“I don’t see why you can’t wear earphones,” Molly says. In the kitchen she turns, hands on her hips, cigarette resting loose under a frown.
Adam shrugs in reply. “I told you, I don’t like them things in my ears. Besides, it sounds better when the music overpowers everything else. Like it’s winning a battle, or something.”
Molly makes a face. “You’re fucking strange, you know that?” She sets her cigarette onto the kitchen counter and peels off her clothes, kicking the garments to the side. Red and black scabs cover her naked body, and there are bands of wet puss wiped across her legs, like fresh snail tracks. “Strange,” she repeats.
Adam shrugs in reply.
By the tenth SIP, nobody cared anymore. This particular SIP lasted for three days, and had a predominant sound that was reminiscent of heavy, steel gears grinding through sand and rubble. Serving as resonance was something like wind blowing through enormous glass tubes. The volume of the SIP fluctuated, as did the timbre, but the tempo remained a constant for three days. Soon it became white noise, as if the world had stopped waiting for the second shoe to drop, and simply tuned the SIP out. It was then, that Adam noticed Molly’s recent penchant for the burning of flesh.
The Valkyries now in full ride, Adam sits back in his chair and observes his wife, curious. The cigarette is in her mouth once again, her lips squeezing down on it like a vice. Her face is a mask of concentrated distress. She’s at the stove with a steak knife, holding it over blue flame, and slowly, the steel turns red. This is her nightly routine. But lately, she’s been getting a little rough with herself, as if she’s a drug addict, incomplete, unresolved, each fix needing to be stronger than the last.
“I still can’t believe you like that music,” she mumbles from the side of her mouth, eyes fixed on the knife. “What the hell happened to you?”
Adam doesn’t say anything. He nurses his beer and continues to watch. He has a good view from his chair, but most of his attention is now with Wagner. In the far distance, he catches another SIP, a klaxon of hollowed steel hammered with pipe, or so it sounds. He sees Molly raise the blade and press it against her left breast. She opens her mouth, the cigarette drops to the floor, and her body spasms against the stove. I really should take her shopping, or something, he thinks, then drains his beer and watches as the knife now cuts deep into flesh, past tissue and bone, carving through organs, making sounds of its own.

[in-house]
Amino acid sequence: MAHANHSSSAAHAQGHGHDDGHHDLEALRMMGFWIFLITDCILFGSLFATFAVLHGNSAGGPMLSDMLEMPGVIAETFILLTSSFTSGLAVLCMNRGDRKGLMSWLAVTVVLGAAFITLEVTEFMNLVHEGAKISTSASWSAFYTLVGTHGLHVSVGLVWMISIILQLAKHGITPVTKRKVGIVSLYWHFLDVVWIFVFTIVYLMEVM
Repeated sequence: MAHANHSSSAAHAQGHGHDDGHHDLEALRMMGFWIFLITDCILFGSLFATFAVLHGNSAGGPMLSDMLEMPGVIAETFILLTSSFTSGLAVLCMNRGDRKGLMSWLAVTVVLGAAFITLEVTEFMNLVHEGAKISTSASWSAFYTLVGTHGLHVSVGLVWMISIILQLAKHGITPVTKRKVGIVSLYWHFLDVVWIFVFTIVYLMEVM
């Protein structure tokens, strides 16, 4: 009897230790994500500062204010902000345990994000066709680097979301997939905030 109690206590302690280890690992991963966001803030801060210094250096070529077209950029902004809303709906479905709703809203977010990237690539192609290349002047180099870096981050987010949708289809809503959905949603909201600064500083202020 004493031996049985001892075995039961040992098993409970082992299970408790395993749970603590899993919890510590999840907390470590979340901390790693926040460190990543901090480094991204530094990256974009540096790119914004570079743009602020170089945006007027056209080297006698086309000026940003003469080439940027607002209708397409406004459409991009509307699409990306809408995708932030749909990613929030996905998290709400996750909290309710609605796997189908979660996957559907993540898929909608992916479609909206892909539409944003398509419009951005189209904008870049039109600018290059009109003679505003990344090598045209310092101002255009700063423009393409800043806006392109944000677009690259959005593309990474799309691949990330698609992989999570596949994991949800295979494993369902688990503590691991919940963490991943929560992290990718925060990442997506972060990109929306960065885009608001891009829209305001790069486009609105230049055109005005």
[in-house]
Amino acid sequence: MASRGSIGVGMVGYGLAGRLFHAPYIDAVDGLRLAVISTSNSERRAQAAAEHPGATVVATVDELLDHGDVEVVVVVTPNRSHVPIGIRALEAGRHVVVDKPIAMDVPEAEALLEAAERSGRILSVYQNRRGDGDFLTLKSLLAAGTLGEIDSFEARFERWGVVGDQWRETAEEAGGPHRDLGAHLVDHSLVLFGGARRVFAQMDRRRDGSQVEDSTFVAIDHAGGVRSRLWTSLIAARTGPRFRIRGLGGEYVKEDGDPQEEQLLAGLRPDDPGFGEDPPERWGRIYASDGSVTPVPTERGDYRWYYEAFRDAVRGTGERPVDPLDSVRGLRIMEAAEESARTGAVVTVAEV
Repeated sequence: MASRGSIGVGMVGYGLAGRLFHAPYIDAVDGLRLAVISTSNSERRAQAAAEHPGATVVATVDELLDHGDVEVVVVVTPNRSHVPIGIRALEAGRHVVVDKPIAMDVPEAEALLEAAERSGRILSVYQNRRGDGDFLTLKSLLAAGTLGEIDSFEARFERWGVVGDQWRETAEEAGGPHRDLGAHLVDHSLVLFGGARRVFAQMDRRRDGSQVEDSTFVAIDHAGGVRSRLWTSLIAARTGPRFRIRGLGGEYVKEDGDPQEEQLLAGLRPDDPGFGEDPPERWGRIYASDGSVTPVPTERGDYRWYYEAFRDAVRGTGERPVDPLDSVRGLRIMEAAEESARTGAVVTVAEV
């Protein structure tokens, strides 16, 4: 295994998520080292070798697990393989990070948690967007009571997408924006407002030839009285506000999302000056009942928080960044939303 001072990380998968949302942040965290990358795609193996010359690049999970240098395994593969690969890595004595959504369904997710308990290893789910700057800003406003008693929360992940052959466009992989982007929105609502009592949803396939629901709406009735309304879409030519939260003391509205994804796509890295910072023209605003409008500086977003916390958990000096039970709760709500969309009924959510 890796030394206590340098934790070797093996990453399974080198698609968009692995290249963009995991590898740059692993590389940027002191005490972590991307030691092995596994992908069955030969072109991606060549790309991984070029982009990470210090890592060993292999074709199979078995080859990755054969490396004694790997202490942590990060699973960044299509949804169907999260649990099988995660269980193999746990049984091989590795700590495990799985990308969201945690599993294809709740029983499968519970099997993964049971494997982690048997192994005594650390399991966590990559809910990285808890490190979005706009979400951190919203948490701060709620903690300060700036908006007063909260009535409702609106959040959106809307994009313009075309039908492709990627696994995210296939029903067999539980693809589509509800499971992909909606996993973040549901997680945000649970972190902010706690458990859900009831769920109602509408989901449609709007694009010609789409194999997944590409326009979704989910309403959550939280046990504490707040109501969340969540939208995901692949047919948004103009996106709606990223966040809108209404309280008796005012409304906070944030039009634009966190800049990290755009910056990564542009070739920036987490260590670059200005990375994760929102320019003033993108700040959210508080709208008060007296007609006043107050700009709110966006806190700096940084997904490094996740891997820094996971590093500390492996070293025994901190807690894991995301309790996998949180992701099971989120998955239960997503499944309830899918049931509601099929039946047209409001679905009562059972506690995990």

A crescendo of the cello takes over, and the SIP, along with Molly’s actions with the knife, the wet collapse of her body onto linoleum, the subdued gurgle from her throat, all turn into white noise. And with a pensive smile, Adam slowly closes his eyes.
Chris Riley lives near Sacramento, California, vowing one day to move back to the Pacific Northwest. In the meantime, he teaches special education, writes cool stories, and hides from the blasting heat for six months of the year. He has had over 100 short stories published in various magazines and anthologies, and across various genres. His debut novel, one of literary suspense, titled The Sinking of the Angie Piper, was published in 2017; and his debut short story collection is forthcoming, with Mount Abraxas Press. For more information, go to www.chrisrileyauthor.com.